Help transform communities during Christian Aid Week

June 2011, Gbap, Bonthe District: Market day at Gbap. Goods are unloaded by the jetty. ''With hundreds of acres of flood plains close by, Gbap is not a community that should ever go hungry. But the departure, several decades ago, of foreign farming companies and the decade-long civil war, has meant that much of the land is overgrown and the community struggles to feed its children. New methods introduced by Christian Aid partner the Methodist Church of Sierra Leone (MCSL) are helping Gbap's residents work together to fulfil the area's farming potential and generate as much profit as possible from their produce. The Village Development Committee, established by MCSL, has also successfully lobbied for an Agricultural Work Centre to be built in Gbap. This will allow farmers to process their rice and cassava, efficiently and in great quantities, so that it can command the best possible price at market.
June 2011, Gbap, Bonthe District: Market day at Gbap. Goods are unloaded by the jetty. ''With hundreds of acres of flood plains close by, Gbap is not a community that should ever go hungry. But the departure, several decades ago, of foreign farming companies and the decade-long civil war, has meant that much of the land is overgrown and the community struggles to feed its children. New methods introduced by Christian Aid partner the Methodist Church of Sierra Leone (MCSL) are helping Gbap's residents work together to fulfil the area's farming potential and generate as much profit as possible from their produce. The Village Development Committee, established by MCSL, has also successfully lobbied for an Agricultural Work Centre to be built in Gbap. This will allow farmers to process their rice and cassava, efficiently and in great quantities, so that it can command the best possible price at market.

CHRISTIAN Aid Week tells the story of a community in Sierra Leone that has seen remarkable change.

Tenneh Keimbay’s life turned around when the Methodist Church of Sierra Leone (MCSL) started to work in her town, distributing tools and teaching farmers simple food production techniques. She talks enthusiastically about the difference this has made. “Now the children eat two meals all year round, whereas before it was one,” said Tenneh. “They are growing well; they don’t cry around me because of hunger. They are happy to go to school because something is in their stomach.”

The benefits of regular food speak for themselves. But the effects of the food production group have been more wide-ranging than this. Tenneh speaks of the huge difference working in a group has made to her. Acting together, the farmers can share their skills and work more efficiently. As she tells Christian Aid, the bottom line is that “the group work provides more food”.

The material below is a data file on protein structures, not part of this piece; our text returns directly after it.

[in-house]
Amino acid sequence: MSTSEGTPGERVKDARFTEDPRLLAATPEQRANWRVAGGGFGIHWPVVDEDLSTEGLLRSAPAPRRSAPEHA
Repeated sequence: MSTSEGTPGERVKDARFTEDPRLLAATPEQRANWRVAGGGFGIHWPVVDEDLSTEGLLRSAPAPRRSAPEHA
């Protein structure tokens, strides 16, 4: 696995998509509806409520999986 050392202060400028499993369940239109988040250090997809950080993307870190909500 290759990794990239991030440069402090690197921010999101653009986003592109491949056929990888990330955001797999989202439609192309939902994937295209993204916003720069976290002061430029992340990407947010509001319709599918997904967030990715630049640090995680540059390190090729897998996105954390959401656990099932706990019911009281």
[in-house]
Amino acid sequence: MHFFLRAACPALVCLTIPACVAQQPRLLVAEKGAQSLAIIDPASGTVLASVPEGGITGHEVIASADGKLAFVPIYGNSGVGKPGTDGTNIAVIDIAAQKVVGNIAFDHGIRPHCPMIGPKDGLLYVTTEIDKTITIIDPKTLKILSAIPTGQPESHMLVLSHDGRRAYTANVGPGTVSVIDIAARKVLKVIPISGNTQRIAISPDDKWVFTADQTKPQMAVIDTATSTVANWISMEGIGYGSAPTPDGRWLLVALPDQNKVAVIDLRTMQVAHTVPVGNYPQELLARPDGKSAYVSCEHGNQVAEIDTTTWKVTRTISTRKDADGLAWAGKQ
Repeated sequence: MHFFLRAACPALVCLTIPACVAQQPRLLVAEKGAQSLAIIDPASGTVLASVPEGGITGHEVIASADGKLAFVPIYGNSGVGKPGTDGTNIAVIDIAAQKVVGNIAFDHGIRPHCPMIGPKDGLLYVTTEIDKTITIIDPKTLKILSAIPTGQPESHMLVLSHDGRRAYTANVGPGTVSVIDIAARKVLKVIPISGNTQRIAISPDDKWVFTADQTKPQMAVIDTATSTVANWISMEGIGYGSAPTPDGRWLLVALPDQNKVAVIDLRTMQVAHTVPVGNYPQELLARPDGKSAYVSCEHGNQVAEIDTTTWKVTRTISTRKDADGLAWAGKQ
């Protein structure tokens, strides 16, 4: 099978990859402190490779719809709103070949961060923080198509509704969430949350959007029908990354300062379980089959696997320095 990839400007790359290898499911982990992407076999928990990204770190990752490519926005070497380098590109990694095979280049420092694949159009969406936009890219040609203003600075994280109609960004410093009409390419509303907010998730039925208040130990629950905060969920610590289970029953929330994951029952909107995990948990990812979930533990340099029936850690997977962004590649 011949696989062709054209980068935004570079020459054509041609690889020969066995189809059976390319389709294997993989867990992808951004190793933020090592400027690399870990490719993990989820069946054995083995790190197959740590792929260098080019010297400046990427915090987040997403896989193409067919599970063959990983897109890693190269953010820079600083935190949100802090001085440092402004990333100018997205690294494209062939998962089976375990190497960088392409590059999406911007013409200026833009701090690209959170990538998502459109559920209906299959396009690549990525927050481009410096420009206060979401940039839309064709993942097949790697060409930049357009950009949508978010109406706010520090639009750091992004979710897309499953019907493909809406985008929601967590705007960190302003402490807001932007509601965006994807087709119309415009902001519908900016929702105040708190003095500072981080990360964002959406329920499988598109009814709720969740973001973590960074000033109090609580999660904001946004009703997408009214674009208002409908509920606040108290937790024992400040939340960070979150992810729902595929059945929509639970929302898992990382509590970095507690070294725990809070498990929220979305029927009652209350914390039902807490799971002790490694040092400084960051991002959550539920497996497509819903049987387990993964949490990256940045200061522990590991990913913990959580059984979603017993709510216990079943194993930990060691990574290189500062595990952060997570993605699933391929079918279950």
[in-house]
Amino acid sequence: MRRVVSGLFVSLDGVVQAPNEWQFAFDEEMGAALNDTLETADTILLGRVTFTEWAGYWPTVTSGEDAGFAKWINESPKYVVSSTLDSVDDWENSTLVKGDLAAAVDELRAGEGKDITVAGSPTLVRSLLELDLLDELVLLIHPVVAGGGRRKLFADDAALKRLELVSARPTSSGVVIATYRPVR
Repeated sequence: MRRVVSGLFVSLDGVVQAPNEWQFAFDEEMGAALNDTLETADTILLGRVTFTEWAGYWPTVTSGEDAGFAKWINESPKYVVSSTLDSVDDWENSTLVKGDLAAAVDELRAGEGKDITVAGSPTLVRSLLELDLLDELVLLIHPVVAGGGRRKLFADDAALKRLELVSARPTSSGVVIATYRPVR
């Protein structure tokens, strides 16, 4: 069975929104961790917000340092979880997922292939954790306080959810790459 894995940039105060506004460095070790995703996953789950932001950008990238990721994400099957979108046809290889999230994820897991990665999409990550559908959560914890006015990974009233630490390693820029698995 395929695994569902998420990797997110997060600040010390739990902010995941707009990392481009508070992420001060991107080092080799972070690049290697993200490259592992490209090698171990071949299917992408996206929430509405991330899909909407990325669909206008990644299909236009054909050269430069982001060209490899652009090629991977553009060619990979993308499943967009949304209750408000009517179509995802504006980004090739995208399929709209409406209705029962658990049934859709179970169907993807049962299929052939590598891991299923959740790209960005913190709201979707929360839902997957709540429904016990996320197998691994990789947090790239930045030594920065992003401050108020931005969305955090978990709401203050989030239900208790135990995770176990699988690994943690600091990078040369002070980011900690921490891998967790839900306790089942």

Tenneh speaks of the support and the encouragement that the farmers give to each other, and how much can be achieved when the community comes together. She said, “What inspires me in life is unity. To me, unity means coming together to decide on one thing and take that forward.”

Now that they are no longer limited by hunger, the people of Gbap (pronounced Bap) have come together and successfully lobbied for a new school and an agricultural work centre for the community. The people of Gbap have taken their future into their own hands.

During Christian Aid Week, churches in the Banbridge area and across Northern Ireland will organise house-to-house collections and events to raise funds to enable organisations like MCSL to carry out their work transforming communities such as Gbap.

Christian Aid currently works with 507 partners in 47 countries in Africa, Asia, the Middle East, Latin America and the Caribbean, helping people to make change happen.

Can we use this Christian Aid Week to allow ourselves to be changed? If we can work together, with each other, with our churches and with our neighbours both at home and as far away as Gbap, then we may start to see huge change happen.

Tenneh said, “When you are a group and work with focus and total commitment, you work at a faster rate; the stronger ones can help with work that weaker ones cannot do by themselves.”

Adrian Horsman, of Christian Aid, said, “As we engage in Christian Aid Week, we can rejoice as we stand together in solidarity. Although we might ask who is the strong and who is the weak – and who is actually giving to whom.”